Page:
In re Massey Energy Co. Deriv. & Class Action Litig., C.A. No. 5430-CB (Del. Ch. May 4, 2017), Bouchard, C.
The Delaware Court of Chancery granted the defendants’ motion to dismiss the complaint based on the continuous ownership rule. Despite the plaintiffs’ characterization of their claims as direct, the Court found that allegations of mismanagement were derivative in nature, and a subsequent merger stripped the plaintiff stockholders of standing to pursue claims on behalf of the acquired company.
Nominal Defendant Massey Energy Company (the “Company”) was one of the largest producers of coal in the United States. It was managed by its board of directors, specifically CEO and Chairman of the Board Don L. Blankenship who valued production above workplace safety. In April 2010, there was a fatal explosion at the Company’s Upper Big Branch coal mine in West Virginia. Studies determined that the Company’s failure to adhere to safety precautions contributed to the explosion.
Several weeks after the explosion, Alpha Appalachia Holdings, Inc. (“Alpha”) approached Blankenship about a potential acquisition of the Company. The Company’s board rejected the proposal, but Alpha would not be deterred and made several additional offers to purchase the Company. The Company established a strategic alternatives review committee to consider future opportunities. At the quarterly meeting, Blankenship proposed a five-year, stand-alone plan. The strategic alternatives review committee considered Blankenship’s plan as well as solicited bids from third parties. The Company’s board ultimately accepted Alpha’s offer and unanimously approved the merger.
Two pension funds and two individuals who purportedly were stockholders of the Company commenced a derivative action against various officers and directors of the Company, with the plaintiffs alleging that the defendants showed systematic and willful disregard for safety regulations. Count I of the complaint asserted a direct claim for inseparable fraud, while Count II of the complaint put forth a derivative claim of mismanagement under Caremark. The defendants moved to dismiss the complaint.
The continuous ownership rule requires “stockholders of Delaware corporations [to] hold shares not only at the time of the alleged wrong, but continuously thereafter throughout the litigation in order to have standing to maintain derivative claims.” A stockholder will lose standing to file suit when his or her status as a stockholder is terminated as a result of a merger unless the merger is the subject of a claim of fraud or the merger is a reorganization that does not affect the plaintiff’s ownership in the company. In this instance, the merger stripped the plaintiffs of their capacity to sue, and they did not allege facts that would give rise to either exception, nor did they argue in their opposition to the motion that the exception applies. Accordingly, the Court found that the plaintiffs did not possess legal standing to pursue the Caremark claim and dismissed Count II of the complaint.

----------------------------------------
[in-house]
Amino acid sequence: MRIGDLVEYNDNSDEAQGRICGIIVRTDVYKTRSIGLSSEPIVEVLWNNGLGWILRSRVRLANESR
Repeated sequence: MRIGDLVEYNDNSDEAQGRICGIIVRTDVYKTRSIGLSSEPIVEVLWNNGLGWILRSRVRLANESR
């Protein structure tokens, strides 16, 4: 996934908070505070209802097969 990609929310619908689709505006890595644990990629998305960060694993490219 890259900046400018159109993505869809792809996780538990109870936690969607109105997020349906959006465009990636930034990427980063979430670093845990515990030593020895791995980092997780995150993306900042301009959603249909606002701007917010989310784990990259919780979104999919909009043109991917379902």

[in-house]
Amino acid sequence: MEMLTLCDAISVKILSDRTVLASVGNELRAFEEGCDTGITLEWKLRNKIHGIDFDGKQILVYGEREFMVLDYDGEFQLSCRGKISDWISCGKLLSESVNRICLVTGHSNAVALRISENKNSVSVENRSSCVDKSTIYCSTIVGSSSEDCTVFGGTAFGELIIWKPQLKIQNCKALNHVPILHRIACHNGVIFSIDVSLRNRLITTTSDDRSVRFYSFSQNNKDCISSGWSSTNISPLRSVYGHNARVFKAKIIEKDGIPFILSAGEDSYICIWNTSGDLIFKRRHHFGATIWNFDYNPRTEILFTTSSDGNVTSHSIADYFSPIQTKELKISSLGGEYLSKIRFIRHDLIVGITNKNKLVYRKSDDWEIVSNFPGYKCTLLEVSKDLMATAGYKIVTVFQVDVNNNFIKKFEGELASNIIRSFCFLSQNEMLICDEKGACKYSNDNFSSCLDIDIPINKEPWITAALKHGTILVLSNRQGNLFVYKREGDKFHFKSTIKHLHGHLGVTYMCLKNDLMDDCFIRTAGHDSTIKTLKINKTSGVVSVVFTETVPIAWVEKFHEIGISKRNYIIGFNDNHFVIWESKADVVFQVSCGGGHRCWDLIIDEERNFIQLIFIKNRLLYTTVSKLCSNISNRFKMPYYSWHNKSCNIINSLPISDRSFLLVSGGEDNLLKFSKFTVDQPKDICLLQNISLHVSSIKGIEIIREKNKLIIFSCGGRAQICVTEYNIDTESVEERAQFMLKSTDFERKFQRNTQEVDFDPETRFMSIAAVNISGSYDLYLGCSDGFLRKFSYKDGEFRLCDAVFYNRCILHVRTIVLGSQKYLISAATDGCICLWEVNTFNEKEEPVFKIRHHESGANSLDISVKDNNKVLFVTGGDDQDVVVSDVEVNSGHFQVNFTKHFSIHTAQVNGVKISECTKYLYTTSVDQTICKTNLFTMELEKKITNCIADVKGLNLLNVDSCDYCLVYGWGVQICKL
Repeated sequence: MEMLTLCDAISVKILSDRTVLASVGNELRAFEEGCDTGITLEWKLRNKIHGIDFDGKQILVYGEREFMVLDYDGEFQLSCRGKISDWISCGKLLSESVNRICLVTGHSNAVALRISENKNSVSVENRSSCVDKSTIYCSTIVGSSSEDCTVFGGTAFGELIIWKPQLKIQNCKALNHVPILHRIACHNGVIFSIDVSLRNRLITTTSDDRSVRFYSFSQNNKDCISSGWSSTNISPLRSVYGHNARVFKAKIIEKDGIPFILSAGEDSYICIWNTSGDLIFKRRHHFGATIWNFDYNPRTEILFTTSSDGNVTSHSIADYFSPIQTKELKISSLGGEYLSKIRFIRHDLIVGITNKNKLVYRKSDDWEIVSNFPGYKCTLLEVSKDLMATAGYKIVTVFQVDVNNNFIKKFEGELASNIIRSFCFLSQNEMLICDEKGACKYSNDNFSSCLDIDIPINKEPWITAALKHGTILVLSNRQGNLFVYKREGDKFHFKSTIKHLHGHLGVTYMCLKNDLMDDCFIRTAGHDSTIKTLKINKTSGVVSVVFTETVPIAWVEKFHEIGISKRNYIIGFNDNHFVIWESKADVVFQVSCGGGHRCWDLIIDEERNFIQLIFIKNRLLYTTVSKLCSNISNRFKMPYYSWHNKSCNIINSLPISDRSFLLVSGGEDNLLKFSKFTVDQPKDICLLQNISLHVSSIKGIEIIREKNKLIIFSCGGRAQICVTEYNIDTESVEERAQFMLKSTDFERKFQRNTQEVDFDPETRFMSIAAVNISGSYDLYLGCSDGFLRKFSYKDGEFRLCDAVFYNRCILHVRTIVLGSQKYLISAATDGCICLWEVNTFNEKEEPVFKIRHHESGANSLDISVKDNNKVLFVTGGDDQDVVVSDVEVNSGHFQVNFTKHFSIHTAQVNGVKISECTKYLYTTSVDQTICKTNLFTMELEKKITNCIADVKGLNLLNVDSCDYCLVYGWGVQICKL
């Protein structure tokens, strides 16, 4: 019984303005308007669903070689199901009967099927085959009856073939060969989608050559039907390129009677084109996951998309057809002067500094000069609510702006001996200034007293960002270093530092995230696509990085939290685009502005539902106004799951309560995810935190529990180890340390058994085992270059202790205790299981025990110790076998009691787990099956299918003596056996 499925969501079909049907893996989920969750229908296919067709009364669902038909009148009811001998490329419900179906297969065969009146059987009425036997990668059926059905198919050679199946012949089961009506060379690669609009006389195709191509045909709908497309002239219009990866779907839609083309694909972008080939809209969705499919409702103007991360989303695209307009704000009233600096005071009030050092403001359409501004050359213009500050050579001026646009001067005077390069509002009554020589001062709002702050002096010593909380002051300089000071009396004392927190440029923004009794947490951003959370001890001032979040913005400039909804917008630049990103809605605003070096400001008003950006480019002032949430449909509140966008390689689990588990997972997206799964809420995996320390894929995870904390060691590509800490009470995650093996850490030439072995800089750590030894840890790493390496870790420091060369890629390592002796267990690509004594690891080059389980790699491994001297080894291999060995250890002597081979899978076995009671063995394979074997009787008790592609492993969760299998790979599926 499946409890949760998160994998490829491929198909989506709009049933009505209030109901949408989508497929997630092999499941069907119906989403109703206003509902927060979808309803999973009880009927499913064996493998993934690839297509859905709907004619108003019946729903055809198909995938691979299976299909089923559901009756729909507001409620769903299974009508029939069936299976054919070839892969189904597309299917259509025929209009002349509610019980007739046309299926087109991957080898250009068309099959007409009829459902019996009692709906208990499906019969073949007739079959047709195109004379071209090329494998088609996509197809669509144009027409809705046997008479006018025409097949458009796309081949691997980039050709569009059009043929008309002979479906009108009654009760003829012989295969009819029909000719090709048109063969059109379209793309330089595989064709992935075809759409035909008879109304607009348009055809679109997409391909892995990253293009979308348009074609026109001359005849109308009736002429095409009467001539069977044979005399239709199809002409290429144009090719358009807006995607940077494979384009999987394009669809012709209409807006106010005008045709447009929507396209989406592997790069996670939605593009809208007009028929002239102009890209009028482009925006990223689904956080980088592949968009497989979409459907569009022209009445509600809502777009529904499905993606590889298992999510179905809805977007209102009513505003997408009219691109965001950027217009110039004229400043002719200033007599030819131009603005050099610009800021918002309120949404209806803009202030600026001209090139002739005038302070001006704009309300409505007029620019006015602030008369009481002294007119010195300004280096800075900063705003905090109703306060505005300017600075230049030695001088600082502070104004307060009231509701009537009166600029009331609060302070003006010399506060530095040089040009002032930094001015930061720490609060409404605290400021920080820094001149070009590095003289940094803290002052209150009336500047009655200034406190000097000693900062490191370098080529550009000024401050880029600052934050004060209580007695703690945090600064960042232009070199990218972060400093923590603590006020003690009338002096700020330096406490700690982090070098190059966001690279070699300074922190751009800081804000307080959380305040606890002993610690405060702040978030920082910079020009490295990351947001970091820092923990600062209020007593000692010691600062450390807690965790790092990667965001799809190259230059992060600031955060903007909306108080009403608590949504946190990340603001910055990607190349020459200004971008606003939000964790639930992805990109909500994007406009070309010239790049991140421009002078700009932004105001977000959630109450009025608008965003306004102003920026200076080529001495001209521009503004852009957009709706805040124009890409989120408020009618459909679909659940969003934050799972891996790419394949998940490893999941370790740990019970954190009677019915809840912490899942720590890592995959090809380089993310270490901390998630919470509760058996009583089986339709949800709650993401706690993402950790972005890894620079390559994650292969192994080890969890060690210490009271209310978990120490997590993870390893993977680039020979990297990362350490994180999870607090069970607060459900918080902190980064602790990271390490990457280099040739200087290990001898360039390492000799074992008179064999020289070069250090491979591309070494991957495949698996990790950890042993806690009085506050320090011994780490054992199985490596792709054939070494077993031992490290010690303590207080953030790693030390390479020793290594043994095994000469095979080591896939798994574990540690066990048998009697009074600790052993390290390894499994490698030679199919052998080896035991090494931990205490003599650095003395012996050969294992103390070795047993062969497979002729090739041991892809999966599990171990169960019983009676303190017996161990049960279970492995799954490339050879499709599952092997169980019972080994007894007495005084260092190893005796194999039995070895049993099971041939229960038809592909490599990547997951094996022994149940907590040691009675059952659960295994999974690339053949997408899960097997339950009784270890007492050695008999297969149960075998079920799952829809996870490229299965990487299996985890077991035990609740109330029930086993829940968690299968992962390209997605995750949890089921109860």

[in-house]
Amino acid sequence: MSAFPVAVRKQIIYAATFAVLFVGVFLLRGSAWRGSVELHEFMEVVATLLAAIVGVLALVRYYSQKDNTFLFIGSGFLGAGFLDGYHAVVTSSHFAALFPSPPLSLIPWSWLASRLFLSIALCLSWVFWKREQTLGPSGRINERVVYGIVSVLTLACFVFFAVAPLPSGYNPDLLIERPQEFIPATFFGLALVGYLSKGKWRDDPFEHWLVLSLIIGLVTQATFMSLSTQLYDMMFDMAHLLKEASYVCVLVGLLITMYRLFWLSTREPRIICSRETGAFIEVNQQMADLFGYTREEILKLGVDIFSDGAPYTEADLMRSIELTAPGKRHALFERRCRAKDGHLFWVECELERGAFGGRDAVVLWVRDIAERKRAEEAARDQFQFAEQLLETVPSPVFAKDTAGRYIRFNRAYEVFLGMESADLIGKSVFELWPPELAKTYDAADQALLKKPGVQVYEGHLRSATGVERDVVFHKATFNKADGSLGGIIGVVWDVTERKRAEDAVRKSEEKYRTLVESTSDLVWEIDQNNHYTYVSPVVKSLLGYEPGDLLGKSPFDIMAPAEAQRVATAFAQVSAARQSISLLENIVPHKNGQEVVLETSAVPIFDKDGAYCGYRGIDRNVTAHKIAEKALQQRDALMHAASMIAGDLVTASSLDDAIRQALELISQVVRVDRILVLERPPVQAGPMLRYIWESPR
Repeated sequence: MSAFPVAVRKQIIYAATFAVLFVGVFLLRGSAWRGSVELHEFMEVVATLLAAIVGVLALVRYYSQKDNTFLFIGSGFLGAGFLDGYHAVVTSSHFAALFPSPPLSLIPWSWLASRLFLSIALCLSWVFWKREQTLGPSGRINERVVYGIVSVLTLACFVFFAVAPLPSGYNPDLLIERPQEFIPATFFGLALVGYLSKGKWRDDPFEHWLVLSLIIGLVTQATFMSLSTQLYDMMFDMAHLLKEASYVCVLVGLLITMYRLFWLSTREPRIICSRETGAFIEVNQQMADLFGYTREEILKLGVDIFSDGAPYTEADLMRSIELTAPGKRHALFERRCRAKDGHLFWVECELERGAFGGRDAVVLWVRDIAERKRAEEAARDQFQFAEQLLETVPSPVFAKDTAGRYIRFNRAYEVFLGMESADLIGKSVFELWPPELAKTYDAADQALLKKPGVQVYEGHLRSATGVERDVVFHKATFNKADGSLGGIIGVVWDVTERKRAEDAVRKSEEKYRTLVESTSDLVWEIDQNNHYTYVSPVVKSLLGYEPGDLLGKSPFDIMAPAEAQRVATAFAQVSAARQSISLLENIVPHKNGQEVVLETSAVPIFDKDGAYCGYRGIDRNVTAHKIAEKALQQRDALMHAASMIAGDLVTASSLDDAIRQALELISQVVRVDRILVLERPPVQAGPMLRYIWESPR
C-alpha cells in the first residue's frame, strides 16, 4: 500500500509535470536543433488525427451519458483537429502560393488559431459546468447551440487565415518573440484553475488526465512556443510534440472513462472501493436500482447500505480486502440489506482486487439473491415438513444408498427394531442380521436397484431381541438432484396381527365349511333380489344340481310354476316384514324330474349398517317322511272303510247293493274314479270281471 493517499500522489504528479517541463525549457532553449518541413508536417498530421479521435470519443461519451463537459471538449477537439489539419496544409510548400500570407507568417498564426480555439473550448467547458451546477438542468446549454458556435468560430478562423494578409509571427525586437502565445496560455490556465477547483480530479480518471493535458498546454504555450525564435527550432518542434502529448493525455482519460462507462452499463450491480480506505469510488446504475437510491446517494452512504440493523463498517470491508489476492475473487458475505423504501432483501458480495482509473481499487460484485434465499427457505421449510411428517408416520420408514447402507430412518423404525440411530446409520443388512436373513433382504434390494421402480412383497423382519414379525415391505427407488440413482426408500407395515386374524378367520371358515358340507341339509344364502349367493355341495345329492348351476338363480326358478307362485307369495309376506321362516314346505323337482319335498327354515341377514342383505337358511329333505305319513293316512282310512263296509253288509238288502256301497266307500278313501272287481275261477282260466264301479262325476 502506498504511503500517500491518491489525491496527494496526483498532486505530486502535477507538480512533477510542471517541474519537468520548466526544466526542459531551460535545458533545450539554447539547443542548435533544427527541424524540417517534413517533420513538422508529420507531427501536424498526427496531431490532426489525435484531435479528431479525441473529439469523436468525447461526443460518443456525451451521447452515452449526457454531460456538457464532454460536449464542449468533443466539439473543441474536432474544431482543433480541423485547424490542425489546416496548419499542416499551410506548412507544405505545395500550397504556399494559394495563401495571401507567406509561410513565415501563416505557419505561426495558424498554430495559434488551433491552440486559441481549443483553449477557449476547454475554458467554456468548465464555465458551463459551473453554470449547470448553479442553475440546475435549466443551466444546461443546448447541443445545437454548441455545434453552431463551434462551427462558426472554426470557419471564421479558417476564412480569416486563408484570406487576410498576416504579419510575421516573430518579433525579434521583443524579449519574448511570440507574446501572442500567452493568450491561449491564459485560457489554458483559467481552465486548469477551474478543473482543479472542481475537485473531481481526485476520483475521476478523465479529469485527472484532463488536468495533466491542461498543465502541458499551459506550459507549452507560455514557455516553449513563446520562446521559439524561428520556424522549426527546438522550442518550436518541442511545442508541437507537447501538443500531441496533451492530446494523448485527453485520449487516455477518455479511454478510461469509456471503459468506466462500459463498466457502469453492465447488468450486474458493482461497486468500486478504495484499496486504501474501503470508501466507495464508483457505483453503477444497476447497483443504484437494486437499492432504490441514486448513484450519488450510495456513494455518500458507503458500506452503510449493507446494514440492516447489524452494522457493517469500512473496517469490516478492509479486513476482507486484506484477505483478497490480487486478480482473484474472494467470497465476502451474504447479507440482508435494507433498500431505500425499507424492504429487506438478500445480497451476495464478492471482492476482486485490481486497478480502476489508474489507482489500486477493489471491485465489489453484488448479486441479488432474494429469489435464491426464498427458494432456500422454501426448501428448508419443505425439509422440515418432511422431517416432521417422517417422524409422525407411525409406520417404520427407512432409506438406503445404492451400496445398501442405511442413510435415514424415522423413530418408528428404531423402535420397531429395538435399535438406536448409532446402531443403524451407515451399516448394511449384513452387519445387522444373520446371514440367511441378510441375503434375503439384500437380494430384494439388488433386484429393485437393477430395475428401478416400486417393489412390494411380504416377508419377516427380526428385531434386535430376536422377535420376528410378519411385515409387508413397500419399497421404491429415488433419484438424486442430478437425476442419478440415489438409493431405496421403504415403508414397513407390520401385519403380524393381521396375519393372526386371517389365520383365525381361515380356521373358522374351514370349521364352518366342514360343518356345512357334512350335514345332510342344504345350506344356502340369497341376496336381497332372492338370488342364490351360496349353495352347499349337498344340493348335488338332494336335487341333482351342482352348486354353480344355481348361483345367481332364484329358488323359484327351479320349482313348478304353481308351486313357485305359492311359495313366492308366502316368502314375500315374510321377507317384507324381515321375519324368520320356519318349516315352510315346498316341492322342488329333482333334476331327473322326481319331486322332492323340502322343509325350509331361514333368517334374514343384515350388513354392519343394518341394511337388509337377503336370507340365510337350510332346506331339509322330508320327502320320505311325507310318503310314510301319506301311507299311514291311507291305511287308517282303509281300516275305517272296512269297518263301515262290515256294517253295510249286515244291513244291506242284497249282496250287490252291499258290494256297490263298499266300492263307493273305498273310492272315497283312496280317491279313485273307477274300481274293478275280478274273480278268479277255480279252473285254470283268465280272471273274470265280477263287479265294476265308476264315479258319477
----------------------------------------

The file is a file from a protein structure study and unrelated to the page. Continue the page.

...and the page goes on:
The plaintiffs’ remaining claim met a similar fate based on the Court’s finding that the plaintiffs failed to set forth a claim for inseparable fraud. Inseparable fraud is not a third exception to the continuous ownership rule; rather, it is a direct claim which requires proof “that (1) a defendant engaged in serious misconduct before a merger that constitutes a direct claim and (2) the merger must have been ‘necessitated’ or made ‘inevitable’ by that misconduct.” Whether a claim is direct or derivative depends on who suffered the harm and who will receive the benefit of any recovery. In this action, the plaintiffs alleged that management employed “a deliberate and systematic business plan” to disregard workplace safety prior to the merger that exposed the Company to financial harm. Despite the plaintiffs’ characterization of the fraud as a direct claim, the Court found that the allegations amounted to mismanagement, in which “Delaware courts have long recognized that actions charging mismanagement which depress the value of stock allege a wrong to the corporation.” Where no individual stockholder suffered an injury separate from the Company that was capable of surviving dismissal following the merger, the claim failed.